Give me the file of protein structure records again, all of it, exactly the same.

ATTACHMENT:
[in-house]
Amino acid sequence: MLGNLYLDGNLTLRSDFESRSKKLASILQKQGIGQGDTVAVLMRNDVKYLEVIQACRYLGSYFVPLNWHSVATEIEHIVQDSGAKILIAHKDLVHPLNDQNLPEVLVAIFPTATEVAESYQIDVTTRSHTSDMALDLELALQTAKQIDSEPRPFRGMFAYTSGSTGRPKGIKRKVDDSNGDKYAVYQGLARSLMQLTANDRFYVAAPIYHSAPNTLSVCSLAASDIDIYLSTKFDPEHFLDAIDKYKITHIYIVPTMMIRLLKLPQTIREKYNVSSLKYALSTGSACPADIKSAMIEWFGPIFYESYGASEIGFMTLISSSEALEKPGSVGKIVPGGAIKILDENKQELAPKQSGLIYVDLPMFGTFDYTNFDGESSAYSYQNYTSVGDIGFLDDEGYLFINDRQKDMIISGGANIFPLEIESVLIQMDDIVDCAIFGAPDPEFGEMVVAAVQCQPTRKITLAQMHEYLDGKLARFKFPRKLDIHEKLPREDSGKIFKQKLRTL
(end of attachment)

[in-house]
Amino acid sequence: MLGNLYLDGNLTLRSDFESRSKKLASILQKQGIGQGDTVAVLMRNDVKYLEVIQACRYLGSYFVPLNWHSVATEIEHIVQDSGAKILIAHKDLVHPLNDQNLPEVLVAIFPTATEVAESYQIDVTTRSHTSDMALDLELALQTAKQIDSEPRPFRGMFAYTSGSTGRPKGIKRKVDDSNGDKYAVYQGLARSLMQLTANDRFYVAAPIYHSAPNTLSVCSLAASDIDIYLSTKFDPEHFLDAIDKYKITHIYIVPTMMIRLLKLPQTIREKYNVSSLKYALSTGSACPADIKSAMIEWFGPIFYESYGASEIGFMTLISSSEALEKPGSVGKIVPGGAIKILDENKQELAPKQSGLIYVDLPMFGTFDYTNFDGESSAYSYQNYTSVGDIGFLDDEGYLFINDRQKDMIISGGANIFPLEIESVLIQMDDIVDCAIFGAPDPEFGEMVVAAVQCQPTRKITLAQMHEYLDGKLARFKFPRKLDIHEKLPREDSGKIFKQKLRTL